Affiliated Lecturer in Biological Anthropology, University of Cambridge
Trained as a paleopathologist, palaeoparasitologist, physical anthropologist, medical historian, and children's orthopaedic surgeon.
President of the Paleopathology Association 2015-2017 (worldwide organisation for the study of ancient diseases).
Editorial Board Member of the International Journal of Paleopathology. International Journal of Osteoarchaeology, and PostMedieval: a Journal of Medieval Cultural Studies.
Founding Editor of the Cambridge Studies in Human Bioarchaeology and Osteoarchaeology book series, to be published by Cambridge University Press.
I teach a course on Human Evolution and Health. This explores how disease has shaped the way humans have evolved, and also how diseases have evolved to exploit humans. After considering the different techniques available to investigate health in past populations, we discuss the biological and genetic impact of disease upon natural selection. The cultural consequences of ill health will also be explored, including the social and religious interpretation of why people became ill, coping strategies by past civilizations to live with diseases significant in their societies, and attempts to heal the sick.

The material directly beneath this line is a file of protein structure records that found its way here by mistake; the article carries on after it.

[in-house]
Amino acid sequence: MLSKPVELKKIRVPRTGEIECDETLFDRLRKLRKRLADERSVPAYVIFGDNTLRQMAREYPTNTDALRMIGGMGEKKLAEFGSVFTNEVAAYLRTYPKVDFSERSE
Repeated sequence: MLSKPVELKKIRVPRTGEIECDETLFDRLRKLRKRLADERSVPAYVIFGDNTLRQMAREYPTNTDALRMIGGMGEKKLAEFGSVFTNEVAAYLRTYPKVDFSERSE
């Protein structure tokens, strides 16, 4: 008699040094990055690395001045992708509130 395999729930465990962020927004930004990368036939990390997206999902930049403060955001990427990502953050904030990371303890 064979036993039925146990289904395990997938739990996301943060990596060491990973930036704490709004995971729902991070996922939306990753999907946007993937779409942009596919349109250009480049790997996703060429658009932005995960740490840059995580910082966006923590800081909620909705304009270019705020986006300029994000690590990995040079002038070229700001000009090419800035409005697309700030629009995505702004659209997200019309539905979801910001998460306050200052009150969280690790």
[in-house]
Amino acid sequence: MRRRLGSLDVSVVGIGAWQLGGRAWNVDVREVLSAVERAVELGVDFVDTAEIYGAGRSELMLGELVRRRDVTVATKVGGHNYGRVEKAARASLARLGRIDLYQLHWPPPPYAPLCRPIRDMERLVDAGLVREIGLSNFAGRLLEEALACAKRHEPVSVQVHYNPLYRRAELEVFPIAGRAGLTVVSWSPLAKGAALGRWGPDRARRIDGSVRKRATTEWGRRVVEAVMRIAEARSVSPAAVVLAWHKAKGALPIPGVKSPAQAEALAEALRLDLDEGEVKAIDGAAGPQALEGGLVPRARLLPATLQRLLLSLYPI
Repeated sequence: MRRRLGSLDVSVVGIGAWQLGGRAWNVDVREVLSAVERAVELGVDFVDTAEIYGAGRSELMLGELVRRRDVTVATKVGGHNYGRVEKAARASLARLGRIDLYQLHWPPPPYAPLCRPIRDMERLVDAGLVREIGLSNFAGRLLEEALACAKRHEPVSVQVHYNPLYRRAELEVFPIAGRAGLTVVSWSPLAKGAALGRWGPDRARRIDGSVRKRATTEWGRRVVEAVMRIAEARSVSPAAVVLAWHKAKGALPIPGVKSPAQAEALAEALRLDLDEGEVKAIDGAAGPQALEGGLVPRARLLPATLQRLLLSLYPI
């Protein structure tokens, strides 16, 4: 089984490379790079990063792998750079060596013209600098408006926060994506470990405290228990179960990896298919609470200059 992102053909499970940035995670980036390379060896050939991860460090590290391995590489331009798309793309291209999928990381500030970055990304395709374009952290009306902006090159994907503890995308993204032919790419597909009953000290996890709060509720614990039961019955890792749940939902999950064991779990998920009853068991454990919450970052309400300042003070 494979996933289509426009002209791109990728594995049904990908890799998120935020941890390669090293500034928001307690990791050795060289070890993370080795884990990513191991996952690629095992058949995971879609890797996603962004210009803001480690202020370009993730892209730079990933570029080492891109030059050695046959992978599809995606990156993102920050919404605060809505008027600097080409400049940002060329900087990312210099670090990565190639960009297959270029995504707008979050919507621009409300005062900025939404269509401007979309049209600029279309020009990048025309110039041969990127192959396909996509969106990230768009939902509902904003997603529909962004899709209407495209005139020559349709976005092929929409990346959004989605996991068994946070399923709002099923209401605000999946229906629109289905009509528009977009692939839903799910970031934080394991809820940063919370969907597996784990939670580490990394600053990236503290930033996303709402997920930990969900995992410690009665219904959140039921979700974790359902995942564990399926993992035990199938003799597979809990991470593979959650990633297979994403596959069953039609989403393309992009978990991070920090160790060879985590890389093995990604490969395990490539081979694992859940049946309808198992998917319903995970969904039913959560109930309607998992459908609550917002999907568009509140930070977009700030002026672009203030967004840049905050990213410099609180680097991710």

The interaction between humans and parasites throughout evolution.
Disease and health in the crusades to the medieval Middle East.
Parasites in Past Civilizations and their Impact Upon Health.
Health in the Crusades: Epidemics, Malnutrition, and the Medieval Physician.
Anatomical Dissection, Autopsy, and Pathology Museums in Britain from 1700.
The Health of King Richard III of England.
Jun 14, 2021 04:36 am UTC| Life
The 14th century saw the arrival of an abundance of new styles of dress and footwear in Europe, coming in a wide range of fabrics and colours. Among these new fashion trends were poulaines rather eccentric-looking...